“Tubo” is a Chinese transliteration of “Boba” (Tibetan Bod-pa)—the name Tibetans called themselves during the Tang dynasty (618–907). The Tibetans live on the “roof of the world,” the world’s highest and largest plateau with snow-coverd mountains; this unique environment has helped form their distinctive Tubo culture.
Tibet’s colorful folkways are evident in their food, rituals, funeral practices, and festivals. The staple food in Tibet is tsampa, and butter tea is a daily drink. Furthermore, whether one is attending a red or a white affair (a wedding or a funeral), gathering with friends and relatives, receiving guests, or mediating disputes, the chhaang (highland barley beer) is indispensable.
Entering Tibet, colorful prayer flags fluttering in the wind, piles of mani stones universally engraved with the Sanskrit mantra (Om mani padme hum), Buddha images, and Buddhist scriptures are seen everywhere. All of these are unique Tibetan customs. To deepen one’s understanding of Tibet, one must know its traditions and rituals. For example, there are six different burial customs: sky burial, inhumation, cremation, stupa burial, water burial, and cliff burial. Among these, sky burial is the most popular.
Festivals are an essential element of Tibetan folk culture and have had their own special characteristics since ancient times. Major festivals include the Gama Rije (bathing festival), the Monlam (Great Prayer Festival), Losar (the Tibetan New Year), and the Shoton Festival.
In terms of religion, all Tibetans are religious. Tibetan Buddhism—Lamaism—is present in all aspects of Tibetan people’s lives. If one does not understand Tibet’s religion, it would be difficult to understand the people’s culture and customs. For example, some important beliefs to know are tulku (the belief in the reincarnation of certain believers, especially the Dalai and Panchen lamas), and Tibet’s sacred mountains and lakes. The Tibetan people had their own indigenous religion Bön before Buddhism was introduced to Tibet. The native religion was absorbed into Buddhism and later was supplanted by it. In the lengthy process of religious development, Tibetan Buddhism integrated with the Han Chinese and Indian cultures, and formed their own distinctive culture. Because all Tibetans are religious, many places of historic interest and scenic beauty are full of strong religious overtones, such as monasteries and temples, palaces and gardens, the king of sacred mountains—Kailas—and the three sacred lakes.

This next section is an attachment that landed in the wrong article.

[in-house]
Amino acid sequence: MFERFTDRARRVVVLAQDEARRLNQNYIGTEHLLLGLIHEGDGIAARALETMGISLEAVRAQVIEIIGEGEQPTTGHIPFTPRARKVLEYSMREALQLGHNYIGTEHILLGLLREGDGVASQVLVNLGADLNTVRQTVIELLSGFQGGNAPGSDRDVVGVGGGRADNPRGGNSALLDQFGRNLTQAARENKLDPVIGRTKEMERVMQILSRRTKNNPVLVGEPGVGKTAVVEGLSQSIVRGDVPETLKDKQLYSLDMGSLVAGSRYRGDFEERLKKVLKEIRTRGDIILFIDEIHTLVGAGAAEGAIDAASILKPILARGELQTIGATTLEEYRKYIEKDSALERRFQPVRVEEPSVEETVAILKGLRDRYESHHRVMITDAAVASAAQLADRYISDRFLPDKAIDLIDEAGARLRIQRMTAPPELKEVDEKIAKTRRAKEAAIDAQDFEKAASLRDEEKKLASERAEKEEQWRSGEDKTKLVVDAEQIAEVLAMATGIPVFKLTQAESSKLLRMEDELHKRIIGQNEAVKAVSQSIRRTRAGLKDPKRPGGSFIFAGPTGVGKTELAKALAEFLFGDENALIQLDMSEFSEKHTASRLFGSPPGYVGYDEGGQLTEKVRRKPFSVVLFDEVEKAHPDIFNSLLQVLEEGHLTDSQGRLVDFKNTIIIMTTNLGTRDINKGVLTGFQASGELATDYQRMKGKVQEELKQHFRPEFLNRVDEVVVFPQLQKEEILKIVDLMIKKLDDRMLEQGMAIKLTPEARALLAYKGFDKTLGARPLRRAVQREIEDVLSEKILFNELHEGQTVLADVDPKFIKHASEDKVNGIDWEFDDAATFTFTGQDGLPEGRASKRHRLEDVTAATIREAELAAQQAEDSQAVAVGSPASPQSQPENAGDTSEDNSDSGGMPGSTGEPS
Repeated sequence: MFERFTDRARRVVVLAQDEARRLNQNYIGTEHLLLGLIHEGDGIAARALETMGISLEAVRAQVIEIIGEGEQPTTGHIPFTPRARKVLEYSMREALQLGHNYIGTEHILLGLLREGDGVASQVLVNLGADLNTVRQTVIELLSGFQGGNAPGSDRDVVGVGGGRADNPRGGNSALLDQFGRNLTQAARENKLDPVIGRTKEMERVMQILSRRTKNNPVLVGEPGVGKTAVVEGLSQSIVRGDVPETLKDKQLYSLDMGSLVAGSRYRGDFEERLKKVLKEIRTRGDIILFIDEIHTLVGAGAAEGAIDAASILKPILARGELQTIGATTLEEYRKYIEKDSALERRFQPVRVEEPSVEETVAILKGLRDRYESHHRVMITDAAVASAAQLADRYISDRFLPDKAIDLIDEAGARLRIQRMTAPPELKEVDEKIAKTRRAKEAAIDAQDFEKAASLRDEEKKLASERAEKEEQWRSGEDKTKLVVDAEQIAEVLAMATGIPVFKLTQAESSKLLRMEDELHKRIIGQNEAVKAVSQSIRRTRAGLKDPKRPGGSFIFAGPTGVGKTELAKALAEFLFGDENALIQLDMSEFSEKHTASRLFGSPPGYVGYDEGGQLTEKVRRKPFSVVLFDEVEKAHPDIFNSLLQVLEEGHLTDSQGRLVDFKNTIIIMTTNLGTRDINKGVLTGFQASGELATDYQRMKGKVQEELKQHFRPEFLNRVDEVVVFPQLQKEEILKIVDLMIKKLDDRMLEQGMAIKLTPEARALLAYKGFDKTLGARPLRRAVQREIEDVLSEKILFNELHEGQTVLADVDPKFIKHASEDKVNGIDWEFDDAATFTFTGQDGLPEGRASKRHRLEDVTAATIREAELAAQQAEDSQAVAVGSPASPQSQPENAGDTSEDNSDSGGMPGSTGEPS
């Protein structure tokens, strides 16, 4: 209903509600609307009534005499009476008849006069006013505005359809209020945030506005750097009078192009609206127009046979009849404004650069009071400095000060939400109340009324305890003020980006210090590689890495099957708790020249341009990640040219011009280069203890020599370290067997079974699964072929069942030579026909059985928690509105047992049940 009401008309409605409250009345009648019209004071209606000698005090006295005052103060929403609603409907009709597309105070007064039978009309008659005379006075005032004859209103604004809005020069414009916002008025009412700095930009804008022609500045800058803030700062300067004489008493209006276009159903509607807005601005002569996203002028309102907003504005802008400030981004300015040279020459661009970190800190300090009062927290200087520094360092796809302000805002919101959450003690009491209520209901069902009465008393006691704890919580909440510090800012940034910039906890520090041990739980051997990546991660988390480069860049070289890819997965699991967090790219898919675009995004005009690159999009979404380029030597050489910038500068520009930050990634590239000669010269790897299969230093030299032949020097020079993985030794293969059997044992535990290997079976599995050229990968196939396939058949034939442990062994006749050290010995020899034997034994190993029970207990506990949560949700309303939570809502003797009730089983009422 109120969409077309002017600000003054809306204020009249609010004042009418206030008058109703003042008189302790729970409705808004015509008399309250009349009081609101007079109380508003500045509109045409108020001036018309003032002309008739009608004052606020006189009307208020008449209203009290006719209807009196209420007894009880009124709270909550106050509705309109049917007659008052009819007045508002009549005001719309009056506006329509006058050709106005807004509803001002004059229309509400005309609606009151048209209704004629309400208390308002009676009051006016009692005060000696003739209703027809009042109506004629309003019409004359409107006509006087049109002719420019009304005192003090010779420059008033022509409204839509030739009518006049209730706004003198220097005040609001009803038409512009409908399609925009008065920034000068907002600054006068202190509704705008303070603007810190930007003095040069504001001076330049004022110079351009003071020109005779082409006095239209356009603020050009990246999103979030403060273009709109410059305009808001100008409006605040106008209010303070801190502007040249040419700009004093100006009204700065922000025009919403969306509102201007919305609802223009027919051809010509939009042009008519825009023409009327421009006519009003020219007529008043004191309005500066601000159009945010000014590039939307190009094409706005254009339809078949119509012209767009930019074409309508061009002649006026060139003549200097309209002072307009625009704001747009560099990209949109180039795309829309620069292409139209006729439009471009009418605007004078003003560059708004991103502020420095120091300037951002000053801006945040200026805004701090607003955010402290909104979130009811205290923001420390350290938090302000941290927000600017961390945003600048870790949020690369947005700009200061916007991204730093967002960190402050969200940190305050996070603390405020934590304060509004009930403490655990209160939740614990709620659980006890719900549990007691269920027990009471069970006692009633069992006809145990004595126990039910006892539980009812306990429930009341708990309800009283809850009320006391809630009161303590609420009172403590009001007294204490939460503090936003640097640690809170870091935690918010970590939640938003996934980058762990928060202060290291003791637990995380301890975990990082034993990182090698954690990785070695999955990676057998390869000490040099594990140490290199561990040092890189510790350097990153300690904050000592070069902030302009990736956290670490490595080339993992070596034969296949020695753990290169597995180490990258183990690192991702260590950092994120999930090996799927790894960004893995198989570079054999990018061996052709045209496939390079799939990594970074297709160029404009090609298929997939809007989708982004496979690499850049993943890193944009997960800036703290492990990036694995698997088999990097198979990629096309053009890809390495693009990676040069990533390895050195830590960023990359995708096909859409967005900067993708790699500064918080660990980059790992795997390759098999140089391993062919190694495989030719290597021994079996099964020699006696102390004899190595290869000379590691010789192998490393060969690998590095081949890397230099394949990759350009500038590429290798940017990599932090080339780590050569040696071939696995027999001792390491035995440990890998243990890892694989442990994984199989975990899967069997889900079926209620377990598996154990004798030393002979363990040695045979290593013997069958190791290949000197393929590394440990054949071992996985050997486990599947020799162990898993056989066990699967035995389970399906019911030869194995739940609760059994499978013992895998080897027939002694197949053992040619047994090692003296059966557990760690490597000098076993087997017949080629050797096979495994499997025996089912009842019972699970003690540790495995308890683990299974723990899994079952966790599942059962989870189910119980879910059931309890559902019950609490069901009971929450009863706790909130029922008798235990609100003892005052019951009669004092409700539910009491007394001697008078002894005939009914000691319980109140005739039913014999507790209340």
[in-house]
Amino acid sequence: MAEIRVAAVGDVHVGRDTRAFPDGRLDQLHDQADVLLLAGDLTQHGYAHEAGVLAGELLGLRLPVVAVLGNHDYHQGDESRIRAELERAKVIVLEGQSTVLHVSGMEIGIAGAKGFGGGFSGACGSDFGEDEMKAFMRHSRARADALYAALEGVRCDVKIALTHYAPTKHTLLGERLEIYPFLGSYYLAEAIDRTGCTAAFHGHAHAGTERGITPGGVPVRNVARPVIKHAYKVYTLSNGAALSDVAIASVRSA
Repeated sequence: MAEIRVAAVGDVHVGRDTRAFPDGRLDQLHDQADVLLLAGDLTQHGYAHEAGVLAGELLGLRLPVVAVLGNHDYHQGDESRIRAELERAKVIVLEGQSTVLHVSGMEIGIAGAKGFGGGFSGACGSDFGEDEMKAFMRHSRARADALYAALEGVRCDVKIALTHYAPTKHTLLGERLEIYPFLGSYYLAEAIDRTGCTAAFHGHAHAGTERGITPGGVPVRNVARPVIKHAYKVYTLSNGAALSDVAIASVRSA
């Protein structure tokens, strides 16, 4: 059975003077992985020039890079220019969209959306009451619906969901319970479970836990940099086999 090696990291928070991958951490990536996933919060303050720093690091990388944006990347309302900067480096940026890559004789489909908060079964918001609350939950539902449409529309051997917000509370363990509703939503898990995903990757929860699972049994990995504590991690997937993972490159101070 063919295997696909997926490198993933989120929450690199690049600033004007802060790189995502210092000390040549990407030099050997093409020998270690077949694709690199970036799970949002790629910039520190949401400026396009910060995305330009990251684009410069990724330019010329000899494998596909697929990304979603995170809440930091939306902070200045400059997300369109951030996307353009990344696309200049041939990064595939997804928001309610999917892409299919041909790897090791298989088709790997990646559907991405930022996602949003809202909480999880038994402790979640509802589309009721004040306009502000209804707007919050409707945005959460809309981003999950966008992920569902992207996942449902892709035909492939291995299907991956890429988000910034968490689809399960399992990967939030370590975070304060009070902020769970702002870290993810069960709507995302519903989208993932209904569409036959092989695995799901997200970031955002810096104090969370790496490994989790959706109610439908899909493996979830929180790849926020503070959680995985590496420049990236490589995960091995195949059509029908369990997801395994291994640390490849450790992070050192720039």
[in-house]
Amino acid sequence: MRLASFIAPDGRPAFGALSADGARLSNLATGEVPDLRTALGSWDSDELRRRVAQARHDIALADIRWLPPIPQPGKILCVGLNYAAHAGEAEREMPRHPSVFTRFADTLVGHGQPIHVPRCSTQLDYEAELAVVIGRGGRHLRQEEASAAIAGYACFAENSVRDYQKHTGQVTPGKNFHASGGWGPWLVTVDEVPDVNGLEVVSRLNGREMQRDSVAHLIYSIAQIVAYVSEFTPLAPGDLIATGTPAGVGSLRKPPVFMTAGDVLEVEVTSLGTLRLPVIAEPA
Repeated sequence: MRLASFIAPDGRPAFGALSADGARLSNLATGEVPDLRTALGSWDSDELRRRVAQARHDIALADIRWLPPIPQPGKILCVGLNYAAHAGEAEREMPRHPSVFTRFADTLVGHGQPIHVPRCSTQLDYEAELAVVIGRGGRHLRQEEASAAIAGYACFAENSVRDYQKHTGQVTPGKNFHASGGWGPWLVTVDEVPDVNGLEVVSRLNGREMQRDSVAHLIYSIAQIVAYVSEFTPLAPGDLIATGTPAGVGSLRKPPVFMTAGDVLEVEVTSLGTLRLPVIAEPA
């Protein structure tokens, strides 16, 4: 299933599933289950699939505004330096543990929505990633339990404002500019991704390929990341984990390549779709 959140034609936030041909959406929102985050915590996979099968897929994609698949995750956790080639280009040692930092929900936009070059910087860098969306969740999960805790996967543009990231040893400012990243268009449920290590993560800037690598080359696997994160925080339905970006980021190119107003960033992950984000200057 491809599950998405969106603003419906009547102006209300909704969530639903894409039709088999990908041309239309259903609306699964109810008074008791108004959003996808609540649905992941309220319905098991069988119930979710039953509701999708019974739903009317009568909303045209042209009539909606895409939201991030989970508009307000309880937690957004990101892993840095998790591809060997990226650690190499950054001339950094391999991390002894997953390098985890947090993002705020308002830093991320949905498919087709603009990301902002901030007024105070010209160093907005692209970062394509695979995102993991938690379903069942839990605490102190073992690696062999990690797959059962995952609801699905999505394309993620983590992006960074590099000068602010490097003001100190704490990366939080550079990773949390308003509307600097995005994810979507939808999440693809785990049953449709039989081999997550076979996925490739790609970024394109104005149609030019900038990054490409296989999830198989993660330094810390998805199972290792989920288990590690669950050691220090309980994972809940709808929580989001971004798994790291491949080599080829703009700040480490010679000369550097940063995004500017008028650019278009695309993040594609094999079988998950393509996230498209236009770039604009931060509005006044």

Speaking of culture and arts, one must mention thangkas. In Tibetan, “thangka” refers to a scroll painting made on colored satin fabric (a fact responsible for its alternate name, fabric painting). It is a type of drawing unique to Tibetan Buddhism. The themes found in the paintings are multifarious: religious, biographical, historical, genre, astronomical, medical, and anatomical. The artistic and economic value of these thangkas are quite high.
Tibetan operatic art combines various artistic forms into one, including songs, dances, and chants. Performances generally take place on a stage in a public square. Chants and songs, accompanied only by drums and cymbals, are two essential elements of Tibetan performing arts. Masks are the most prominent symbols of the art, and they can be classified into two types based on color: white and blue. The opera offers a rich repertoire of dramas, including eight major Tibetan woks: Princess Wencheng, Maiden Vgro-ba-bzang-mo, Prince Dri-med-kuniden, Maiden Shang, Brothers Don-yod and Don-grub, Prince Nor-bzang, Gzugs-kyi-nyi-ma, and Pad-ma-vod-vba.
There are two traditional divisions of the Tibetan Buddhist canon, Kangyur (or Kanjur) and Tengyur (or Tanjur). The former refers to the Buddhist teachings, ceremonies, and disciplines that Shakyamuni preached to his disciples; the latter refers to the translated treatises, which include commentaries and works of Tibetan schlars on Buddhist teachings. The voluminous and comprehensive Tibetan Buddhist canon is an encyclopedia for studying Buddhism and Tibetan culture.